Craniocaudal migration theory was presented as a classical pathogenesis of Hirschsprung’s disease (HD) by Okamoto and Ueda in 1967, showing that the human myenteric plexus was formed by neuroblasts which were distributed to the alimentary tract by craniocaudal direction during the fifth to the twelfth week of gestation. Later, it had long been accepted that neural crest cells (NCCs) either enter the foregut mesenchyme proximally and migrate down its length in a rostral to caudal fashion (vagal NCCs) or they enter the gut at the distal end and migrate caudal to rostral (sacral NCCs). Recently, it has been proposed that transmesenteric NCCs constituted a large part of the hindgut enteric nervous system by taking a shortcut to the colon. The maldevelopment of vagal or transmesenteric NCCs is considered to be a pathogenesis of HD. The term “neurocristopathy” was presented for a category of neural crest maldevelopment by Bolande in 1974. HD is a simple neurocristopathy. There have been reported various simple nonneoplastic and neoplastic neurocristopathies. Complex neurocristopathies associated with HD include Waardenburg syndrome type 4 (Waardenburg-Shah syndrome), neuroblastoma, multiple endocrine neoplasia type 2, congenital central hyperventilation, and others. It is important to screen an association of nonneoplastic and neoplastic neurocristopathies in patients who have a neurocristopathy.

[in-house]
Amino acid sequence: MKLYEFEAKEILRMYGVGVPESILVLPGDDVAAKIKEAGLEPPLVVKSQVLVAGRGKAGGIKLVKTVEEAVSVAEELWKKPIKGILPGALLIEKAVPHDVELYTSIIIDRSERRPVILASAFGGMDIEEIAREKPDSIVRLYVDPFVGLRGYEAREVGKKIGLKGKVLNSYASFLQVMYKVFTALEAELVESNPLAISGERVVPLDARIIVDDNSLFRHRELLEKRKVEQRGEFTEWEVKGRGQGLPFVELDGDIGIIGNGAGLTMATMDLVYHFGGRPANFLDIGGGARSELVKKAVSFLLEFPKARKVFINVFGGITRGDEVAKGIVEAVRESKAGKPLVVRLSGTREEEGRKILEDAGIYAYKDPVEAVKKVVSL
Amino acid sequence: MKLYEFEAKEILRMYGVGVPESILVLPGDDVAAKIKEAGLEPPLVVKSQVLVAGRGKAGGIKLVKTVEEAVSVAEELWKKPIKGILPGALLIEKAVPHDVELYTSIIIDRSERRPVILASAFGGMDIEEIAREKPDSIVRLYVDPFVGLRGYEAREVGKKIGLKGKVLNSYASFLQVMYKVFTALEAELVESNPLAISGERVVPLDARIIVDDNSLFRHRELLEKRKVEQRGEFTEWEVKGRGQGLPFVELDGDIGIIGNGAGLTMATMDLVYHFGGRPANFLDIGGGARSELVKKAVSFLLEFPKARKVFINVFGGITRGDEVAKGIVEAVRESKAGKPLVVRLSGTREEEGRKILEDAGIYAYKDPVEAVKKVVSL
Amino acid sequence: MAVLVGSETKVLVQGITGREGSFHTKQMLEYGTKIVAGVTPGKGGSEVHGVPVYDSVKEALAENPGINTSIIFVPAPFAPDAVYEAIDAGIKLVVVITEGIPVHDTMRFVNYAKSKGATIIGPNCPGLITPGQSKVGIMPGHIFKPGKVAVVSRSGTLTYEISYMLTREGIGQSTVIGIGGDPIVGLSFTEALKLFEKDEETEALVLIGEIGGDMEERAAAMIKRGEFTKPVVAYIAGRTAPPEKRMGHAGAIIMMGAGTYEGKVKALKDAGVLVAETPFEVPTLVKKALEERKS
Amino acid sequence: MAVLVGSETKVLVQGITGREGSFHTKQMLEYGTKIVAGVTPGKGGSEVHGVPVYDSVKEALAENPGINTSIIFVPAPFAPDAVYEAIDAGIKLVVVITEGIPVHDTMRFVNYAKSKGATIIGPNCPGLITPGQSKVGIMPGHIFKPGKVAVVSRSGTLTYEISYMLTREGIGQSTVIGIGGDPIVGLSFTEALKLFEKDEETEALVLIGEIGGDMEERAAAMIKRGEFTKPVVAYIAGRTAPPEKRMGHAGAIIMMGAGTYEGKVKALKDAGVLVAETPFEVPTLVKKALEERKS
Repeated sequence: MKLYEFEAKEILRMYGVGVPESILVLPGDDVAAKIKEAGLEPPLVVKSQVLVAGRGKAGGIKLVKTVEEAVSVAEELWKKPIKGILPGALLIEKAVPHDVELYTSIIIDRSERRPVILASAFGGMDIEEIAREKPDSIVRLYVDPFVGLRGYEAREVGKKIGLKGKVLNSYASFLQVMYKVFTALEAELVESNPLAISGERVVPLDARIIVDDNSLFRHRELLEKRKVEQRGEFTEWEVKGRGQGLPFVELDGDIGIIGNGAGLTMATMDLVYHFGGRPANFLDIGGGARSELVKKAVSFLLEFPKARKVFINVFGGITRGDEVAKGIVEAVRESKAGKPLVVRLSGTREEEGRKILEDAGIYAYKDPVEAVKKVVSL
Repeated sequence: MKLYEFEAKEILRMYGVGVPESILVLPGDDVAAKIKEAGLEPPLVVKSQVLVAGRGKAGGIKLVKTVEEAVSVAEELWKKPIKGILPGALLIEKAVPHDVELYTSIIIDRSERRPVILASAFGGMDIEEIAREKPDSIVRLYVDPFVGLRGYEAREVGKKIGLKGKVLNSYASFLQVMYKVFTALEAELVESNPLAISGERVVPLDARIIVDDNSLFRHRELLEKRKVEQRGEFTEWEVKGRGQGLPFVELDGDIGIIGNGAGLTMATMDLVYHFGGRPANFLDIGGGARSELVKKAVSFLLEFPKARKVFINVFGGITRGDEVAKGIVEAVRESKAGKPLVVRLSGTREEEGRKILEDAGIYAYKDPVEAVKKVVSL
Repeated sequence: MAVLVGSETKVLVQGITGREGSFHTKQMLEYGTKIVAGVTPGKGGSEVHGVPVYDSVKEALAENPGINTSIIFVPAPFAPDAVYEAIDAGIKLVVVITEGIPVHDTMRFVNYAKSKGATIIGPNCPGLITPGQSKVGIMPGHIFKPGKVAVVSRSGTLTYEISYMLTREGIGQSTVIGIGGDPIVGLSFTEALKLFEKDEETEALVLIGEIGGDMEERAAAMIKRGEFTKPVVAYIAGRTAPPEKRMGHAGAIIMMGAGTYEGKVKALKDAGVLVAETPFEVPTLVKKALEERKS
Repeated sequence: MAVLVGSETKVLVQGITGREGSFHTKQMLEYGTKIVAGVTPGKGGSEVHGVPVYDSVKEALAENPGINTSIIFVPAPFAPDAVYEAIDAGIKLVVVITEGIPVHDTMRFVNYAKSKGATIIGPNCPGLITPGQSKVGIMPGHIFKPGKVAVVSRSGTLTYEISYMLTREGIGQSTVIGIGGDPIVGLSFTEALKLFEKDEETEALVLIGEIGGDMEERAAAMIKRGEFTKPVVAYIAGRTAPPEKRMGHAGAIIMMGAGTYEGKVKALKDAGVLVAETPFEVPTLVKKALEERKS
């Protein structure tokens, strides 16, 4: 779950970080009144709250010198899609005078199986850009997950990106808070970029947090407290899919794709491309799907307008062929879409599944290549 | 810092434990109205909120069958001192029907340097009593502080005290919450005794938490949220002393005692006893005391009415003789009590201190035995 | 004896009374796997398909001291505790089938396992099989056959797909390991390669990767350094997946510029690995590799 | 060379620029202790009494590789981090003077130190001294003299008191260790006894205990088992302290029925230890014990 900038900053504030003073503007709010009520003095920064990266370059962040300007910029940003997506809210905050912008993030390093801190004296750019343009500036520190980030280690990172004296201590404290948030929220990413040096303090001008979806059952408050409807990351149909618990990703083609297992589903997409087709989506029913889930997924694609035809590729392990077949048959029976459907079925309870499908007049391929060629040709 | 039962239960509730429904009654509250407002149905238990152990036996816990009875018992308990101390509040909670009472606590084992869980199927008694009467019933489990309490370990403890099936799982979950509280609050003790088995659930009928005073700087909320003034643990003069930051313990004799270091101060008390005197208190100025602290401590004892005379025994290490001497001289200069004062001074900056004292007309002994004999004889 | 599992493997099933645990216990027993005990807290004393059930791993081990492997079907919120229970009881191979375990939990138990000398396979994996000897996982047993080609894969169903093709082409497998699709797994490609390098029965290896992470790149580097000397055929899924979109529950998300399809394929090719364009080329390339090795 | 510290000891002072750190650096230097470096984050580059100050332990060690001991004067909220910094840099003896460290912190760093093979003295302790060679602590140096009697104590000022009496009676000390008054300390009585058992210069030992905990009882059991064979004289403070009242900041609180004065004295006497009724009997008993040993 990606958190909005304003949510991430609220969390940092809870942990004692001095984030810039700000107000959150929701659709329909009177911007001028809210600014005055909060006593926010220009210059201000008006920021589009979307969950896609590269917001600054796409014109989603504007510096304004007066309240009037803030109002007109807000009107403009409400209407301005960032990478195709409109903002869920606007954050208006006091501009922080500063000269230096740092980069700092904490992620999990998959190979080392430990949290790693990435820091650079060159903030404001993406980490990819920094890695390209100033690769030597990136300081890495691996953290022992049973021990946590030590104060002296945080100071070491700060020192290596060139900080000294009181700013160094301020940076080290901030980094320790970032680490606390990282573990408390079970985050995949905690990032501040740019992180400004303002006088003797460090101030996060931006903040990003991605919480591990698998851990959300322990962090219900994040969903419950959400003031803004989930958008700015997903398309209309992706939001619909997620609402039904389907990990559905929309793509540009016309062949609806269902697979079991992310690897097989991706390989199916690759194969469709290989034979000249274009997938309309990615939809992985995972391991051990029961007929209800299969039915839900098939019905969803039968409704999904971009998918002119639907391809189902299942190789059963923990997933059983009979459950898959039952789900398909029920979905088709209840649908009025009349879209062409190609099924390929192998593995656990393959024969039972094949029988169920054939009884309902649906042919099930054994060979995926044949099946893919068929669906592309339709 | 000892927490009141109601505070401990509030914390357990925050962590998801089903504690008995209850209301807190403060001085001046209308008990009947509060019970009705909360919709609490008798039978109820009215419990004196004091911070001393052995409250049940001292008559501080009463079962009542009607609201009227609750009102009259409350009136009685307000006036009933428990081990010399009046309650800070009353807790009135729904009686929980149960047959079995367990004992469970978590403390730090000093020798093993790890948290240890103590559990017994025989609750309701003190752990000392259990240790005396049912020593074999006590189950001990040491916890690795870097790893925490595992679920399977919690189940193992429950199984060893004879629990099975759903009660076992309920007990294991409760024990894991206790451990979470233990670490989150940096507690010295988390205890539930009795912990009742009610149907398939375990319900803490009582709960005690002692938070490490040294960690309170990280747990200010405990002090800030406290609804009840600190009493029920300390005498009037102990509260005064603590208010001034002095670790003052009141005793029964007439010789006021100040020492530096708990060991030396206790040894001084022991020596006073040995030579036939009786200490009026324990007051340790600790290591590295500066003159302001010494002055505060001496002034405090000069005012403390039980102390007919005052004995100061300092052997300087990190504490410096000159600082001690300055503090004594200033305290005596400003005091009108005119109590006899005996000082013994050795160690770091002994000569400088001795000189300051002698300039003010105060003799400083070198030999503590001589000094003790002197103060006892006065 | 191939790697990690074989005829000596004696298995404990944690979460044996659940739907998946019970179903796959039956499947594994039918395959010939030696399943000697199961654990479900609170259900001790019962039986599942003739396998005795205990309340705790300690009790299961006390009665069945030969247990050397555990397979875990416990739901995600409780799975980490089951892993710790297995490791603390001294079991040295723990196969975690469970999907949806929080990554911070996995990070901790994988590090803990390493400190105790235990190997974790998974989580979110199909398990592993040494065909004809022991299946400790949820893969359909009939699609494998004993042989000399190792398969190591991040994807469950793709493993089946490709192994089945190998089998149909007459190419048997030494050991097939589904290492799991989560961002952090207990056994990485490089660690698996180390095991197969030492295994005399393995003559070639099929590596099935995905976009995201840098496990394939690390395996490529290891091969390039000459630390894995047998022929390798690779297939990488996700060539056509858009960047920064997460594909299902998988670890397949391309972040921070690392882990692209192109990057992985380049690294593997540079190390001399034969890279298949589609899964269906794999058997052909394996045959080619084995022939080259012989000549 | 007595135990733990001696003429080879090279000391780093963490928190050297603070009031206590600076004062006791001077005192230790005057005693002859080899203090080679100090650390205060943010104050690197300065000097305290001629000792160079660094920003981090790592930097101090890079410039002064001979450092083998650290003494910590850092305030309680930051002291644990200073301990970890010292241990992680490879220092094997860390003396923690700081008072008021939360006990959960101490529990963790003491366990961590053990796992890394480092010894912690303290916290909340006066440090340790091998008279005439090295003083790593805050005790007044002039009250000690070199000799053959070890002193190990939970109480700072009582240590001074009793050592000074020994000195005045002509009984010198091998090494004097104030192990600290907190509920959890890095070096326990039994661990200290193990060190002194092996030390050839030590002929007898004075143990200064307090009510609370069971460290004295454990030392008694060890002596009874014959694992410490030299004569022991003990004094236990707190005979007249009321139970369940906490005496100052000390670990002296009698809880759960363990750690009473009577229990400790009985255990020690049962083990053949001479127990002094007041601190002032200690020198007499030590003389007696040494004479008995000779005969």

KeywordsCraniocaudal migration Neural crest cell (NCC) Vagal NCC Transmesenteric NCC Sacral NCC Neurocristopathy
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